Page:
"Since COVID, I reckon the demand for Aussie-grown coffee has doubled, if not more," echoes Jason Jaques, General Manager of Jaques Coffee Plantation, located in Marbeea, Queensland. "More than ever people want to support locals, so they are reaching out to local suppliers. Once they try our coffee, they don't want to go back."

"Australians want to buy Australian-grown products," says Rebecca. "We'd love to be a higher percentage of the coffee that is being consumed in Australia."

Migrant beginnings

Zentveld's is located at Newrybar in the Byron Bay hinterland, where the cost of land is a big barrier to welcoming new coffee farmers. Zentveld's was started in the late eighties by Rebecca's father-in-law, John Zentveld, who migrated to Australia from Holland as a teenager. While many expressed surprise that a Dutchman was so interested in coffee, it was actually electrical importer John's love of equipment that got him started in the industry.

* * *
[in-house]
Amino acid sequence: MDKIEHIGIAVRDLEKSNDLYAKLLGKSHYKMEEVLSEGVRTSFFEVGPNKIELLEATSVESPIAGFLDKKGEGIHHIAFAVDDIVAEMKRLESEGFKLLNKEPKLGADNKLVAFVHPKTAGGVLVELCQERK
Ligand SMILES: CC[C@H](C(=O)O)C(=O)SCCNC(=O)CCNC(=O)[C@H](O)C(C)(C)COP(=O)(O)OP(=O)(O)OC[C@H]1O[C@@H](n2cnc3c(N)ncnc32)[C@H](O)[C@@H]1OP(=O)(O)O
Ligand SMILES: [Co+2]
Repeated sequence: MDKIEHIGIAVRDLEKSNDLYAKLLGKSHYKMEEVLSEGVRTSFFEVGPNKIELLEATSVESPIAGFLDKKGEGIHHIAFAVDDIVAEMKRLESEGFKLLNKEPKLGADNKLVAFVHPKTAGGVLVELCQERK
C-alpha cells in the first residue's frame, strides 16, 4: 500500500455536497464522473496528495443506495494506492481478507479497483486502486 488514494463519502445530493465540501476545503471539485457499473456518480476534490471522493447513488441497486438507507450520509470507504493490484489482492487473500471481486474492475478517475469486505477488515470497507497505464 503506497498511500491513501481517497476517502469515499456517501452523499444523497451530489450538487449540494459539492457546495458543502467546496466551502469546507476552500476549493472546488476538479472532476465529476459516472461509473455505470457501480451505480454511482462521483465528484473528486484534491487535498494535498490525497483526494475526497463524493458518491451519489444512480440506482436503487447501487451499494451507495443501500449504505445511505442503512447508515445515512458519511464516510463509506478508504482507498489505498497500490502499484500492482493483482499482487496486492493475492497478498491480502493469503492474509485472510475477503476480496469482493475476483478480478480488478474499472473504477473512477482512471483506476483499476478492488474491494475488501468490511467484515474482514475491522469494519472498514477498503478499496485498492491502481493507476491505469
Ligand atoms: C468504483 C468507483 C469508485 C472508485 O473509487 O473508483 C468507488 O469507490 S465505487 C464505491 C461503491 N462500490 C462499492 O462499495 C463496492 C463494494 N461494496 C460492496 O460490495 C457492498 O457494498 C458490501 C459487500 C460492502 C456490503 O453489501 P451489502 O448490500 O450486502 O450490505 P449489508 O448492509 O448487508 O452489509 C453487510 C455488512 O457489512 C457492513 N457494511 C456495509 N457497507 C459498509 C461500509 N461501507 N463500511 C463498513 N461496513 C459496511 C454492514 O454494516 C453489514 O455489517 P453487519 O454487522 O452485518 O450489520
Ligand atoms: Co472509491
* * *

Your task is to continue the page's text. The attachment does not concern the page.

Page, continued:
"John Senior and my mother-in-law June moved up from Melbourne to Newrybar and started farming in their retirement years," says Rebecca. "They were growing avocadoes until 1987, and then transferred over to coffee...

"He was very innovative and, more than hard-working, he was brave."

South of the equator

John's move to commercially grow coffee was actually a return to a dormant industry for the region. The Department of Agriculture suggested coffee as an option as records showed that coffee had successfully grown in the Northern Rivers area from the1890s until about the 1920s.

"We are so much further south of the equator than traditional growing regions, but it's actually that coolness, the particular high rainfall, zero frost micro-climate that you're looking for to produce excellent coffee," says Rebecca.